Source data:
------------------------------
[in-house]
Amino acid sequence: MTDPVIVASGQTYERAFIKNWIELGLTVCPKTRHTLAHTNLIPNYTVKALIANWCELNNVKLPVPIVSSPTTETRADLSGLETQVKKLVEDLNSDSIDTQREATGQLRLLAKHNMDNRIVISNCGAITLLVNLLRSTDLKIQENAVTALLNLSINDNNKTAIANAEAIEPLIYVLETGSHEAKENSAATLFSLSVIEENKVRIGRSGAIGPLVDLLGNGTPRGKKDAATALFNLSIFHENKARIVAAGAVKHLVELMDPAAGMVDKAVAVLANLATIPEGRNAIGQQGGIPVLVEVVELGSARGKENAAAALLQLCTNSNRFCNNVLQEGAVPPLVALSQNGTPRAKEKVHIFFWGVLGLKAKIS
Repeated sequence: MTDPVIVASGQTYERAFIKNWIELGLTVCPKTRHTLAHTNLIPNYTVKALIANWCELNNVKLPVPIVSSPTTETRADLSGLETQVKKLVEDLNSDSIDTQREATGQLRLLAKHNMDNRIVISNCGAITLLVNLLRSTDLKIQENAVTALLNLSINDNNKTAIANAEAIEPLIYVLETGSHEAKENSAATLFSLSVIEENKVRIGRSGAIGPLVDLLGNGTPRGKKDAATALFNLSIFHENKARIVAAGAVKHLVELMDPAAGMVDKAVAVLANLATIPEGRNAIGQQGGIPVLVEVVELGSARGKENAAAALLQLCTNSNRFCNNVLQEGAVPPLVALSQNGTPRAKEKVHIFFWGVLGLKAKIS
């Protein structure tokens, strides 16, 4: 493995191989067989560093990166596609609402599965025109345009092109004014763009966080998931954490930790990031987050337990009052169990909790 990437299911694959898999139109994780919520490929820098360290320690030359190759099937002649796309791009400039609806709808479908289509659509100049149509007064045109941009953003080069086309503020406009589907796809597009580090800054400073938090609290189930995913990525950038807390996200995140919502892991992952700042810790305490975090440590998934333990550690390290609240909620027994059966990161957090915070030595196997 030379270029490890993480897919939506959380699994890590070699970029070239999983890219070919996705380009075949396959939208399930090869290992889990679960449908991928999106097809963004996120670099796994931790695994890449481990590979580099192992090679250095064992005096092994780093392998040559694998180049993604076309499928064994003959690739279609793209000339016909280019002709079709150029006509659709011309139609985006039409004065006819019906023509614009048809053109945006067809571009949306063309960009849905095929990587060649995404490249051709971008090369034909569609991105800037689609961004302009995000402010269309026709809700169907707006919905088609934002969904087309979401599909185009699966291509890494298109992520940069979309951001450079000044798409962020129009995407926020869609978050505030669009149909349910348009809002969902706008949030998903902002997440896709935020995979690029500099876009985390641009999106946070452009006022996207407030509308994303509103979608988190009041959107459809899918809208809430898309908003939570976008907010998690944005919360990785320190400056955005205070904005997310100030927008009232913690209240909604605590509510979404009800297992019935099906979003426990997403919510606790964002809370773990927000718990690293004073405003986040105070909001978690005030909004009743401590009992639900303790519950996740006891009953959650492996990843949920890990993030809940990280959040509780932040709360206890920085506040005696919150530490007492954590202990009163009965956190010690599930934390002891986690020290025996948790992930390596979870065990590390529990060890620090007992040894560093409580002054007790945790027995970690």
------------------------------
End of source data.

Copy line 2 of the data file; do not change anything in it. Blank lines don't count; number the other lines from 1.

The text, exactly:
Amino acid sequence: MTDPVIVASGQTYERAFIKNWIELGLTVCPKTRHTLAHTNLIPNYTVKALIANWCELNNVKLPVPIVSSPTTETRADLSGLETQVKKLVEDLNSDSIDTQREATGQLRLLAKHNMDNRIVISNCGAITLLVNLLRSTDLKIQENAVTALLNLSINDNNKTAIANAEAIEPLIYVLETGSHEAKENSAATLFSLSVIEENKVRIGRSGAIGPLVDLLGNGTPRGKKDAATALFNLSIFHENKARIVAAGAVKHLVELMDPAAGMVDKAVAVLANLATIPEGRNAIGQQGGIPVLVEVVELGSARGKENAAAALLQLCTNSNRFCNNVLQEGAVPPLVALSQNGTPRAKEKVHIFFWGVLGLKAKIS